Ballin’ in Reno

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I’m now fully inculcated into the world of girls’ volleyball, thanks to my 16 year old niece Madeleine who plays on a club team (Inferno) with Bay Area Blast. The director started this volleyball club because he didn’t like some behaviors he saw in other clubs: coaches yelling at players, parents yelling at coaches and refs. Some parents are delusional about their daughter’s abilities and chances for scholarship. One mom was asked not to come to matches after she yelled at the coach and started arguing with the ref (strictly not allowed).

Obviously all parents think their children are the best player on the team. Teams that aren’t playing keep score and act as line judges (or “down ref” I believe) and keep the score. It’s not at all uncommon for them to fail to add a point, or to give it to the wrong team, but you can bet the eagle-eyed parents yell up a storm when that happens.

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Each event brings a different sort of drama. At one meet, it was discovered that one net was set at the boys’ regulation height, which was higher than the girls height. At another meet, a team of  BOYS played. They were younger than the girls although taller. Apparently their season had ended but they needed practice or something. Many complaints were lodged, to no avail.

The girls teams have a lot of camaraderie, with cheers before the game and organized whooping after a point. During the down time, while hanging around in the staging area, they all lie down on a fleece blanket and heap on top of each other like a bunch of kittens. This, of course, while texting and otherwise engaged with their cell phones.

My mother (aka the team grandmother), who still plays volleyball with her cronies every Friday night, is on hand to explain the rules as needed. The girls were all yelling out “Free!” at one point and she asked me if I knew what a Free Ball was. “Mom, we’re in public,” I said nervously, glancing around to see who might have heard her. It turns out “Free Ball” is when the other team is not spiking the ball when returning it, so you know you don’t have to be prepared to defend a spike. This is not the same as “Freeballin’” or “Going Commando” as I explained to her. She didn’t need my explanation since when not playing volleyball she watches both Seinfeld and Friends.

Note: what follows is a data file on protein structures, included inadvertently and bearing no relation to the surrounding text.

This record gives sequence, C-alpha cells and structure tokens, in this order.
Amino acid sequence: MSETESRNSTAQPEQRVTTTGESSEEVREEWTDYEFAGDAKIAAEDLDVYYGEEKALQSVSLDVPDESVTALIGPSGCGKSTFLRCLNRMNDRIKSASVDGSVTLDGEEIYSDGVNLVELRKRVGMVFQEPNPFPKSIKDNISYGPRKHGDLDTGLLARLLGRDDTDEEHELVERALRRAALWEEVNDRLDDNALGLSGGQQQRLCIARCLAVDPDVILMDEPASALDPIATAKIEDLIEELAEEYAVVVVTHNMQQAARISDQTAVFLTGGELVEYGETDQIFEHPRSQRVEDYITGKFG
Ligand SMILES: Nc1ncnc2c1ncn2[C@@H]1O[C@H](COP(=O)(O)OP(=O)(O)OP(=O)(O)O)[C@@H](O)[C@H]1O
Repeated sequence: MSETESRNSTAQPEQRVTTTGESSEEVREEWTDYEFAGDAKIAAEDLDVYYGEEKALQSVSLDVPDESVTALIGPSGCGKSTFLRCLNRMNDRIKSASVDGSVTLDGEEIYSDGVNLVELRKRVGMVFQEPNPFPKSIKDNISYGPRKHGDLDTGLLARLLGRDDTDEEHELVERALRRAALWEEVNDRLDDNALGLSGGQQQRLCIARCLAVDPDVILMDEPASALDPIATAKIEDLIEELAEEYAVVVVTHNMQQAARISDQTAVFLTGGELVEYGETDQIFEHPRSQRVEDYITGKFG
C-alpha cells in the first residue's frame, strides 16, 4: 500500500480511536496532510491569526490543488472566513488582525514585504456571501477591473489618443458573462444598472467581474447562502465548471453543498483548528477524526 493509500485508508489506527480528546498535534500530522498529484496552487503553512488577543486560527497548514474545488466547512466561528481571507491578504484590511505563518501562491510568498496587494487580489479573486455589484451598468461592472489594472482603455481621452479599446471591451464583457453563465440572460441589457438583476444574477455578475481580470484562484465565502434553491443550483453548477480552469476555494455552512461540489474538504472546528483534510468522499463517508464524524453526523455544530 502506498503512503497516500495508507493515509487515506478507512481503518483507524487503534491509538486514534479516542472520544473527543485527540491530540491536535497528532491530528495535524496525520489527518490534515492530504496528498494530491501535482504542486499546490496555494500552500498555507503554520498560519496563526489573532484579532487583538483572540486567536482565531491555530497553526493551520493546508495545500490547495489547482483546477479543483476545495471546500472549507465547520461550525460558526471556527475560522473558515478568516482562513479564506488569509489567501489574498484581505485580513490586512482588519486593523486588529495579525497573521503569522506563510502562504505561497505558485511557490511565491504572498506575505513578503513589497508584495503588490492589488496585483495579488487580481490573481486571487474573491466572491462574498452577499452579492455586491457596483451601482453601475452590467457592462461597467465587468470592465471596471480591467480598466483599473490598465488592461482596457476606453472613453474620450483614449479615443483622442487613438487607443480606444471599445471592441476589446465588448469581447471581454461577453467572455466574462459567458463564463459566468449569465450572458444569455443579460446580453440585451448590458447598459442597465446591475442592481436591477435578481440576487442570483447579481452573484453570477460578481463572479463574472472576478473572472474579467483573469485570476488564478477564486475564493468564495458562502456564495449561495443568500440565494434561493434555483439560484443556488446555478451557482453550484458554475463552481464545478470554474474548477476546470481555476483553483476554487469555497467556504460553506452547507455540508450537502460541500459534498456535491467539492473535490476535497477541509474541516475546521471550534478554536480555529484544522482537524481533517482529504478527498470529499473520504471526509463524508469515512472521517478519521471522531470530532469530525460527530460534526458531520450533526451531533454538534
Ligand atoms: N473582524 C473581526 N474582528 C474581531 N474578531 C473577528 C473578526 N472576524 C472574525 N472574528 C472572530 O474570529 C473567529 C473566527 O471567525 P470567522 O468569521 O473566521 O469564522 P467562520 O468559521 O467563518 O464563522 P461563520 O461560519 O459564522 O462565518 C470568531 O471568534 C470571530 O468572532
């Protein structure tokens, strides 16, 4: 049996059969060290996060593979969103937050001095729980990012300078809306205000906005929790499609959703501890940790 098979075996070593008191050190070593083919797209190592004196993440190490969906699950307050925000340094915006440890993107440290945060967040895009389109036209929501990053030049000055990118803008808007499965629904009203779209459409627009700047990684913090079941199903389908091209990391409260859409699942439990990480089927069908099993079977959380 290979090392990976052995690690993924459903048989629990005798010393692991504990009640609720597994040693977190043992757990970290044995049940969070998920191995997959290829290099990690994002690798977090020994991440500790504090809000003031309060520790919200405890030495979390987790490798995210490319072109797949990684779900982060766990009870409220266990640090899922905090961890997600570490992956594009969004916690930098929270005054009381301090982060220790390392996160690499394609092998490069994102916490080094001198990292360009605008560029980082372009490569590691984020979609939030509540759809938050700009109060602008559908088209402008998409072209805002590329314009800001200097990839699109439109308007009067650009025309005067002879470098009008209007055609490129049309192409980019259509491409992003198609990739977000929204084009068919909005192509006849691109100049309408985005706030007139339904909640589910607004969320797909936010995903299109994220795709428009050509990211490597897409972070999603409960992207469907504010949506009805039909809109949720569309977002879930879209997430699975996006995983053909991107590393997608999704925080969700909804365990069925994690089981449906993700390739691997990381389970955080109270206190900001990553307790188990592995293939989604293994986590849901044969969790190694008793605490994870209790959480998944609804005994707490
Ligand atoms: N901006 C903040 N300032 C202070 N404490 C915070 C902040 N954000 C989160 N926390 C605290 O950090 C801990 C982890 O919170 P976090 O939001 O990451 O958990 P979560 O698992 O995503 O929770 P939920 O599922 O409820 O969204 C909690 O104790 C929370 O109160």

The tournaments are often at high schools; one was at the Mare Island Sports Complex in Vallejo, CA. Mare Island was at one time a thriving Naval Base, but is now just an residences and non-military industrial businesses. Building after building had nothing but broken windows. The whole area looks like the setting for some Tom Cruise post-apocalypic movie. Zombies would not be unexpected.

This past weekend my whole family went to Reno, Nevada, to see the Far Western volleyball tournament. For those unfamiliar with Nevada, the state allows gambling (and brothels). As soon as you cross the border from another state, every establishment has some kind of gambling machine, video poker, keno, whatever, in every spare corner. I don’t frequent men’s rooms but I imagine they are designed so you can manage your business with one hand and play video poker with the other.

Anyway, the Far West was three days of volleyball with over 100 teams. My Dad handled the requisite old guy comments. Noting the tiny spandex shorts the girls wore, he said “Hell, if they wore longer shorts they wouldn’t have to spend the whole game tugging at them.” Or when the server bounced the ball a bunch of times before serving, “It’s not a damn basketball. Quit dribbling it and serve!”

Reno, by the way, is a dump. Outside of the smoky casinos are people wandering the streets drinking out of paper bags. Inside the casinos, it was food buffet 24/7. That’s for the quantity eaters, not quality. As my sister said, “Good luck finding a nutrient in this town.” Although Madeleine did find a dish with tofu in it – go figure.

We stayed at the Sands Regency Hotel and Casino, along with a bunch of people in town for a bowling tournament AND a bingo event. There’s no confusing those crowds with say, a fitness convention. The Sands Regency was at one time considered luxurious (when brass and chrome were the height of home décor) and is now kind of run-down. And if you’re hoping to see Playboy bunny type waitresses in skimpy outfits and stiletto heels, look elsewhere. Here the outfits were short, but no managerial requirement to display cleavage. And flat shoes were allowed, as long as they were black to match the tights. Nobody made any effort to wear sexy shoes. We’re talking gardening clogs. Grandma loafers. Lesbian sandals.

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I did find the indie part of town; Recycled Records, non-chain coffee shops, Junkee (repurposed furniture, clothes, antiques). In keeping with their hipster credentials, I didn’t recognize any of the music. One song was, to the best of my descriptive abilities, French hip-hop.

The rest of the state is well represented at Cabela’s, a huge outdoor sporting goods store located just out of town. The NRA will sign you up for membership in the parking lot. J


2 responses to “Ballin’ in Reno

  1. What a rich, descriptive travelogue!

  2. Yes, it makes you want to move to Nevada, right?

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